32 kids take part in art workshop to decorate cycle-rickshaws
One colourful cycle-rickshaw stands parked on a side street in Kuruchikuppam, the other stands in a garage, with a group of excited children running around it carrying paint brushes. There are a few other children who are putting finishing touches on their works of art on various panels of the rickshaw.
As it stands completed, the cycle rickshaw looks nothing like what one would expect, a boring yellow and black. Instead, every surface, from the tyre rims to the seats, has been painted in a variety of colours and patterns. For the most part, the paintings are based on a seaside theme.
The 32 children that took part in the workshop were from a variety of backgrounds. While most of them had paid to join the workshop, there was a significant number that had come in from the surrounding area and were learning how to paint.
“The idea is to teach children that painting can be fun. Most schools do not teach art well, in fact the students are often asked to copy a picture that is drawn on the board. Here, I was trying to nurture creativity through this workshop,” Kirti Chandak, owner of the Tasmai Centre for Art and Culture, and who was conducting the workshop, said.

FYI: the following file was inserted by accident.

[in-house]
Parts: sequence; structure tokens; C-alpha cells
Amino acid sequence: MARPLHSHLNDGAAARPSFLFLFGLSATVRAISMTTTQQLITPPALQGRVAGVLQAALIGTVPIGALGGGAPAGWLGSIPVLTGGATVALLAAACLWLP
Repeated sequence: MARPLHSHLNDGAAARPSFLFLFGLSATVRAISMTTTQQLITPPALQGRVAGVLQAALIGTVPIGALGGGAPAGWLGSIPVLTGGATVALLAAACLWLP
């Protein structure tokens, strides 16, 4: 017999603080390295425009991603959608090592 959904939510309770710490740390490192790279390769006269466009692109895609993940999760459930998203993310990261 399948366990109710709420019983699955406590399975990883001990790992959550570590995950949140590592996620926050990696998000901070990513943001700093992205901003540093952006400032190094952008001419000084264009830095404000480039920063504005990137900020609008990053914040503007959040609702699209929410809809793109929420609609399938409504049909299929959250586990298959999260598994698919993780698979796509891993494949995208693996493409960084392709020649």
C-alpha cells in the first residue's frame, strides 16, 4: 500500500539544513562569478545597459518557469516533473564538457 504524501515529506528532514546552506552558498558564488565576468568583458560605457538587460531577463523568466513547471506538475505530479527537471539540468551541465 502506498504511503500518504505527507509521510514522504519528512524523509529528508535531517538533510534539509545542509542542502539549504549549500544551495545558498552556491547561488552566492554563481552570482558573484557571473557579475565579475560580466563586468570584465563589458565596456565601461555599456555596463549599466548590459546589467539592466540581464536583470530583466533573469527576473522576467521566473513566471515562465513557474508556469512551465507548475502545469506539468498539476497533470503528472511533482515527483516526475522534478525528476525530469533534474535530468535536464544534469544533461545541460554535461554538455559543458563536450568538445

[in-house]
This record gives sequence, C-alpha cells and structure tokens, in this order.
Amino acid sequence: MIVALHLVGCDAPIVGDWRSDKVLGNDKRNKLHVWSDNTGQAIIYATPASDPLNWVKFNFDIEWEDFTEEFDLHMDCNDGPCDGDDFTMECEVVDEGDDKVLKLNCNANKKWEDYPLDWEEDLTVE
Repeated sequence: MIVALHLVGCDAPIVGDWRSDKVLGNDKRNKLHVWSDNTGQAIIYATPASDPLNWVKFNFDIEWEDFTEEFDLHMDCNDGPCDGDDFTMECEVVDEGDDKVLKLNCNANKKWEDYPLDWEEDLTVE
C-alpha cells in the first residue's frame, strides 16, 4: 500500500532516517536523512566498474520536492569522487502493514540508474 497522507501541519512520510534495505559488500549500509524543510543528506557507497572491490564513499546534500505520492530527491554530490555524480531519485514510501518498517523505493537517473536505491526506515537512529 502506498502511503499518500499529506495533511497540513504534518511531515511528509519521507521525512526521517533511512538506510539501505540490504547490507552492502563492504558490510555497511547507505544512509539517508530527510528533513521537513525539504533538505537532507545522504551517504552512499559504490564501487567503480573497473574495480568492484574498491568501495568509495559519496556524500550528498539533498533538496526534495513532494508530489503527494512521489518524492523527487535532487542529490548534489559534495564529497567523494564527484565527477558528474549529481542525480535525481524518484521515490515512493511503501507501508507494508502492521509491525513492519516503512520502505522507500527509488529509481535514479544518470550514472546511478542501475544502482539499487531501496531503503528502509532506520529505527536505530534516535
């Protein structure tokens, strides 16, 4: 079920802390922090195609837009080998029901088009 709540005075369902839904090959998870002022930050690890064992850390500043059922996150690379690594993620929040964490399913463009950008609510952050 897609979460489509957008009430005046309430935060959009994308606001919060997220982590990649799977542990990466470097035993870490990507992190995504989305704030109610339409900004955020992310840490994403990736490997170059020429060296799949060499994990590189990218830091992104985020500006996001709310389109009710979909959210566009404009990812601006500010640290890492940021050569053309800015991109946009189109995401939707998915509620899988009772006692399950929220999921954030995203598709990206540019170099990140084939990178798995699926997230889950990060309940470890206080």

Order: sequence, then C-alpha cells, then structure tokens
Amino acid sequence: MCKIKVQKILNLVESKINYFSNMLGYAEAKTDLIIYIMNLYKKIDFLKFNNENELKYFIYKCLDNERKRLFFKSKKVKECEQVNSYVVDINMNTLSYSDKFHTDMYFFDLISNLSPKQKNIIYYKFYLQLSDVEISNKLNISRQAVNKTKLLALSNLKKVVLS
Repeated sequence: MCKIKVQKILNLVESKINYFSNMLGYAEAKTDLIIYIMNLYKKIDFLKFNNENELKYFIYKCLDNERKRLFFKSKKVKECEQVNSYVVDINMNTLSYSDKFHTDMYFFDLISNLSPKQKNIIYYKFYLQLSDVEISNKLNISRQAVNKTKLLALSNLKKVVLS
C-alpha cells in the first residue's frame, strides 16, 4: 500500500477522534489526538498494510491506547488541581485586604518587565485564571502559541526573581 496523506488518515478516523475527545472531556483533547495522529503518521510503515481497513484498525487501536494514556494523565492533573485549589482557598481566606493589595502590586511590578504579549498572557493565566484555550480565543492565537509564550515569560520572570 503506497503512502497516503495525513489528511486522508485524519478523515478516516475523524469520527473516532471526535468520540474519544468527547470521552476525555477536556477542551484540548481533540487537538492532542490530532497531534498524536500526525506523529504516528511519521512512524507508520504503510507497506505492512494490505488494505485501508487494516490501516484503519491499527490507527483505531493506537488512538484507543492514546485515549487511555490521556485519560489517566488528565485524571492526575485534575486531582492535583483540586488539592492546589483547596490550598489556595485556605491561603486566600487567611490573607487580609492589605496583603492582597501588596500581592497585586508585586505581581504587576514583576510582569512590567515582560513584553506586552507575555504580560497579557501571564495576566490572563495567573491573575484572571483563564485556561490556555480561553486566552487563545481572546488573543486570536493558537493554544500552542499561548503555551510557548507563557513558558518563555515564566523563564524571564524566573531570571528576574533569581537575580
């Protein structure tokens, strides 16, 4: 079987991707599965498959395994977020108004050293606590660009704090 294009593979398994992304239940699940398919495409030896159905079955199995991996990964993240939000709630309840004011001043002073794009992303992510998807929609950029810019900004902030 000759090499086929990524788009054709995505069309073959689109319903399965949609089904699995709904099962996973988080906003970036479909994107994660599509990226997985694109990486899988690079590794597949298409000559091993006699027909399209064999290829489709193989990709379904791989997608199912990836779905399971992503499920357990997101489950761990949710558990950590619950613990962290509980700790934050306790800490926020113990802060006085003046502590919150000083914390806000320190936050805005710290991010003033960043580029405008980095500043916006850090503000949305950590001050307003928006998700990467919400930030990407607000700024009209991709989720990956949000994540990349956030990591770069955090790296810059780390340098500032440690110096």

These children barely have any exposure to art, and through a workshop like this they will be able to better understand how to appreciate art.
On the first day, they were given some paintings by famous Indian artists and were asked to give their comments on it. Only after this exercise were they allowed to paint.
The children were then asked to paint on pieces of paper and the best paintings were chosen to be put on the rickshaw. The children were all given a portion and under the supervision of an artist, Saravanan, they were asked to paint.
The finished product will now be returned to the rickshaw drivers and will be seen on the roads of Puducherry.
This is part of a drive to promote public beautification, Ms. Chandak said.